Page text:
The committee approach uses a group of bilingual experts to translate from the original to the target language (Brislin 1970). This approach provides a clearer version of the translated instrument as one committee member's mistake can be more readily identified by the other committee members (Brislin 1970). This method may be appropriate to use when bilingual translators have a preference for a target language and a limited number of persons are available for the back-translation procedure. However, this method requires more than three bilingual people and the accessibility of bilingual people as translators is a key issue when applying this approach.
The fourth method used for translation is the pretest procedure (Brislin 1970). The pretest refers to a pilot study. This procedure helps researchers identify potential problems when the population, study conditions, and measures that will be used for a larger study are the same as the pilot study. Accurate information about the potential problem regarding equivalence of translated measures can be obtained according to the level of similarities of the study conditions. While the back-translation method has frequently been used to maintain content equivalence in the translated version, there are limitations when using Brislin's classic back-translation model. Suggested remedies include combining translation techniques and modifying Brislin's translation models (Jones et al. 2001).
Jones et al. (2001) introduced a combined translation technique which uses a group approach when applying the back-translation method and bilingual technique. Firstly, two bilingual experts prepare two translated versions of an instrument from the source (original) to the target language. Secondly, each target language version is blindly translated to the source language by two other bilingual people. Thirdly, the four bilingual people have a group discussion to identify any differences between the target and source versions; they come to a consensus regarding these differences and develop a new version of the instrument. Fourthly, the new version is independently back-translated by two more bilingual people. Fifthly, the new back-translated versions are reviewed in the second meeting of the bilingual people. When the bilingual experts identify any differences between the translated version and source version, the fourth and fifth steps are repeated until the bilingual experts reach a consensus agreement. Lastly, the reliability and equivalence of the two versions is tested on a sample of bilingual participants. The combined back-translation technique, nonetheless, has several weaknesses.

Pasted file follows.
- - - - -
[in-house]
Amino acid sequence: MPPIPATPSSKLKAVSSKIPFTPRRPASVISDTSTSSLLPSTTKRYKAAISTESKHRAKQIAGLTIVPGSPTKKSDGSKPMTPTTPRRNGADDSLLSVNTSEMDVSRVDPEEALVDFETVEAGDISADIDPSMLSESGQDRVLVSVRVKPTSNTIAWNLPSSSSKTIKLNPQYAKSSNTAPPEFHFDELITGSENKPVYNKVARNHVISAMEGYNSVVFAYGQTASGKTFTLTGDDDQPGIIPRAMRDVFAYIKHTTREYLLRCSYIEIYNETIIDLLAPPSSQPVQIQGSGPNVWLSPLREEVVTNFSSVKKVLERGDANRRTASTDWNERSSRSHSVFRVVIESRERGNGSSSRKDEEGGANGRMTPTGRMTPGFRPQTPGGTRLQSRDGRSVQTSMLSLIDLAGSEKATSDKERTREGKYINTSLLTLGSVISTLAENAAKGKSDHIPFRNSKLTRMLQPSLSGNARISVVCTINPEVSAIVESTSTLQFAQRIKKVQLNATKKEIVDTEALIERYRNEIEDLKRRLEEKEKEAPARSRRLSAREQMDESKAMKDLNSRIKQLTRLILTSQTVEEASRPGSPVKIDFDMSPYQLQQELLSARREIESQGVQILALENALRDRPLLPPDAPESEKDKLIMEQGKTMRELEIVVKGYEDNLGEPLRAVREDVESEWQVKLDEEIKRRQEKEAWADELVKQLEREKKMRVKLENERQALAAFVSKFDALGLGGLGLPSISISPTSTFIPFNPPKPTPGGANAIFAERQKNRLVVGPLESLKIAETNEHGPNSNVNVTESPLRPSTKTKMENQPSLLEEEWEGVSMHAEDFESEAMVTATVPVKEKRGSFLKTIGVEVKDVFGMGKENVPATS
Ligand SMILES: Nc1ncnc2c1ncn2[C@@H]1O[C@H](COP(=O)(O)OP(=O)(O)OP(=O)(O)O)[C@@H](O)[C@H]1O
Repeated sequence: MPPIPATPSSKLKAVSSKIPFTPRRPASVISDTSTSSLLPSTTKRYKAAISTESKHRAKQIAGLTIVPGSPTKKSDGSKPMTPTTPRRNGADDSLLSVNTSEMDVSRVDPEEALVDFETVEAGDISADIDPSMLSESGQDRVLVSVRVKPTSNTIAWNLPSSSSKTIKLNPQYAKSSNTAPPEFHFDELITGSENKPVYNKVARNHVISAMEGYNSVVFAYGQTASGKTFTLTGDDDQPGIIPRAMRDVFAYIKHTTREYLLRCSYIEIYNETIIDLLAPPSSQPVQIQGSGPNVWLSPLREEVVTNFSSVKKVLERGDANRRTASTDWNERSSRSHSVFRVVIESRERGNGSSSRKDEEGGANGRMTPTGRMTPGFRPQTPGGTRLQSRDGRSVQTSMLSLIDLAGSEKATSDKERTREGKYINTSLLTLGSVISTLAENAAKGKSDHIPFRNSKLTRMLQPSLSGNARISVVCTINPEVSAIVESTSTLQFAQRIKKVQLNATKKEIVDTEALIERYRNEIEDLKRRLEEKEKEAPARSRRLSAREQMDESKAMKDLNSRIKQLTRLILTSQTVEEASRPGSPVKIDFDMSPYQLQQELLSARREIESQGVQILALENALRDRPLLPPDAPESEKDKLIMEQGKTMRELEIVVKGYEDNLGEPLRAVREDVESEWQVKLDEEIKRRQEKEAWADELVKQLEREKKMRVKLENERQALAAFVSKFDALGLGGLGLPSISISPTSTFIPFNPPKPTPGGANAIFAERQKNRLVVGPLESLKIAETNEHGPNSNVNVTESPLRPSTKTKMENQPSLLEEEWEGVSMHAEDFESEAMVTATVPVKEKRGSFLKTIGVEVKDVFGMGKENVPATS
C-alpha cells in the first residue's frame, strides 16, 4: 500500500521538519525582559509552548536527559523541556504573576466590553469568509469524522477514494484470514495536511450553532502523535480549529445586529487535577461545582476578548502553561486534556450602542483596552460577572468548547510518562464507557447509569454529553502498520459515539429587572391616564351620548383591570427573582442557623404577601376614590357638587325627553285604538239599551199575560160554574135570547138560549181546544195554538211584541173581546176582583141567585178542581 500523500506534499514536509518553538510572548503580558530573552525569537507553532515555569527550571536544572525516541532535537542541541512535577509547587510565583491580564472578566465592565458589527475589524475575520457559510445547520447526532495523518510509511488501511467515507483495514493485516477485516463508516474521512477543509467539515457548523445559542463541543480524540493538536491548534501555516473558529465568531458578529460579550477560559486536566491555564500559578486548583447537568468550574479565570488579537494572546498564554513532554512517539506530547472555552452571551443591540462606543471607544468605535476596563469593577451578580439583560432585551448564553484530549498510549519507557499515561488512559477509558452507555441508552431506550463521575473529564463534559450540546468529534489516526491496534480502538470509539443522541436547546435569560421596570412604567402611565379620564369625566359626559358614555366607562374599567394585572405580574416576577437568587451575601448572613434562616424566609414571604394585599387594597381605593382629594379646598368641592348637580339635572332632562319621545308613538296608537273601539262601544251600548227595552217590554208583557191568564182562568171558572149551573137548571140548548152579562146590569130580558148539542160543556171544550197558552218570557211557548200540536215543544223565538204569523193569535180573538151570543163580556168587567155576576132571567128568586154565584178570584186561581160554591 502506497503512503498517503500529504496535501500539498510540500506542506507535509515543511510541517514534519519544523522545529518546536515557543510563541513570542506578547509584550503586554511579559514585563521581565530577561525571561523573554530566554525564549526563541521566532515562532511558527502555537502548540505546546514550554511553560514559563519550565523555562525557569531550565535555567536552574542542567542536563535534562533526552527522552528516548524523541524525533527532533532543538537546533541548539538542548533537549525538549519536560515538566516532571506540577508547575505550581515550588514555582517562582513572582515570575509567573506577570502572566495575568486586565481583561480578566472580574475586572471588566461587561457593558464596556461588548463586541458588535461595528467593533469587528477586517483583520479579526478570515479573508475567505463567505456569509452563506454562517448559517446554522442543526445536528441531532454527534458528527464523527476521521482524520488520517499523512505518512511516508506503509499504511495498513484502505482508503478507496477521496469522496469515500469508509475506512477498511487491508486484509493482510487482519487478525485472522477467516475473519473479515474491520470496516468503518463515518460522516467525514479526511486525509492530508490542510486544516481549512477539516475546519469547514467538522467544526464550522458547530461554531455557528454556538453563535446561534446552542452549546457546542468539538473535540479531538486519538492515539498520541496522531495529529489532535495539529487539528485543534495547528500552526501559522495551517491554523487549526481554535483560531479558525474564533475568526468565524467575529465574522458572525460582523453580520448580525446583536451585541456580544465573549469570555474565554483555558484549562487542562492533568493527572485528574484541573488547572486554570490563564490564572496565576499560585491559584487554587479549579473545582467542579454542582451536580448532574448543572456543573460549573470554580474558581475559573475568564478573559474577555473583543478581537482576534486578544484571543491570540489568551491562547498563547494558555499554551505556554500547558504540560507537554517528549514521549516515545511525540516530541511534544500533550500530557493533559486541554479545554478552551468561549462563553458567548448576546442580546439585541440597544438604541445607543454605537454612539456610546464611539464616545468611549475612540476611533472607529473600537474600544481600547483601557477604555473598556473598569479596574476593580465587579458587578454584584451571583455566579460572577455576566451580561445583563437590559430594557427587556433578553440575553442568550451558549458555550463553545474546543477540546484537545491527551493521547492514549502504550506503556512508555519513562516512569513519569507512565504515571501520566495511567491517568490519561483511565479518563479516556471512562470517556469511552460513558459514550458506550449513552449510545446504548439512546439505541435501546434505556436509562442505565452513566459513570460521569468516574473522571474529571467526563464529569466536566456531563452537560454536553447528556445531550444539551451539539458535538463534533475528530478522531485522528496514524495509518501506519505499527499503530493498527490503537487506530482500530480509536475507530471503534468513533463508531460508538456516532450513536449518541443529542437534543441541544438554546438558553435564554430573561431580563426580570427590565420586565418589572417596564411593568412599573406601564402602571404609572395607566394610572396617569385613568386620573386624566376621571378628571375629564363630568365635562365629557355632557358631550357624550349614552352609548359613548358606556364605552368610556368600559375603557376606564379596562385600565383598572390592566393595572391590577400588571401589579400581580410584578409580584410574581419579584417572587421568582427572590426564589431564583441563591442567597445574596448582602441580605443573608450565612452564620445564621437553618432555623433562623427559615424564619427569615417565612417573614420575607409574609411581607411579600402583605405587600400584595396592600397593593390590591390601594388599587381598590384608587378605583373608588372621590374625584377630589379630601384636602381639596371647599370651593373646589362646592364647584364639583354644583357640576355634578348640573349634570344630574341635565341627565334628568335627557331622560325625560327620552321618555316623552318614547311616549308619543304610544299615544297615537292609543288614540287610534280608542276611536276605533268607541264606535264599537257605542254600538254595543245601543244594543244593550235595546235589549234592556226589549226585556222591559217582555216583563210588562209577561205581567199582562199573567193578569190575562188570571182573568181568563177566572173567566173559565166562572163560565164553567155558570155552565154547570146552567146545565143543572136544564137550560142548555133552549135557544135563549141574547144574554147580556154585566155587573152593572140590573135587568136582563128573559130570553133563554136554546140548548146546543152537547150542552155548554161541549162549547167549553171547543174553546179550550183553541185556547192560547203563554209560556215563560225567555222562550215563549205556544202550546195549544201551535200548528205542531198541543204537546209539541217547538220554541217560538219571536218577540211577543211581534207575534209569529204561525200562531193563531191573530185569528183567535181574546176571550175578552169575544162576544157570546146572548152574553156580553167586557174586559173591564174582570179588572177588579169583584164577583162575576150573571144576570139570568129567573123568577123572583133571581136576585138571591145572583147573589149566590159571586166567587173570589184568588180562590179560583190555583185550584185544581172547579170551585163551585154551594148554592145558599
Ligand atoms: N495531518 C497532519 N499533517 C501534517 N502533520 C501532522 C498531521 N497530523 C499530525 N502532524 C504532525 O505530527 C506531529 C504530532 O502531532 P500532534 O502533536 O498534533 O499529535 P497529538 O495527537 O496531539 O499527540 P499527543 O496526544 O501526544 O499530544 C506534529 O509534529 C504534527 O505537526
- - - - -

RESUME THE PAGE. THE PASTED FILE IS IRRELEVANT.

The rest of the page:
The first weakness of Jones’et al. (2001) approach is the availability of bilingual people. In their study, new bilingual translators join their project at each translation and back-translation steps. Thus, if bilingual translators fail to reach agreement with a translated version, two additional bilingual translators are needed to perform the second translation and back-translation. The required number of translators increases as the process is continued; researchers cannot estimate at the outset how many bilingual translators will be required. In addition, a sample of bilingual people is needed to validate the instrument.
The second weakness is the nature of ‘bilingual technique,’ which was explained earlier; acculturation makes bilingual people different from monolingual people. Thus, another approach may be needed to obtain appropriate translated measures.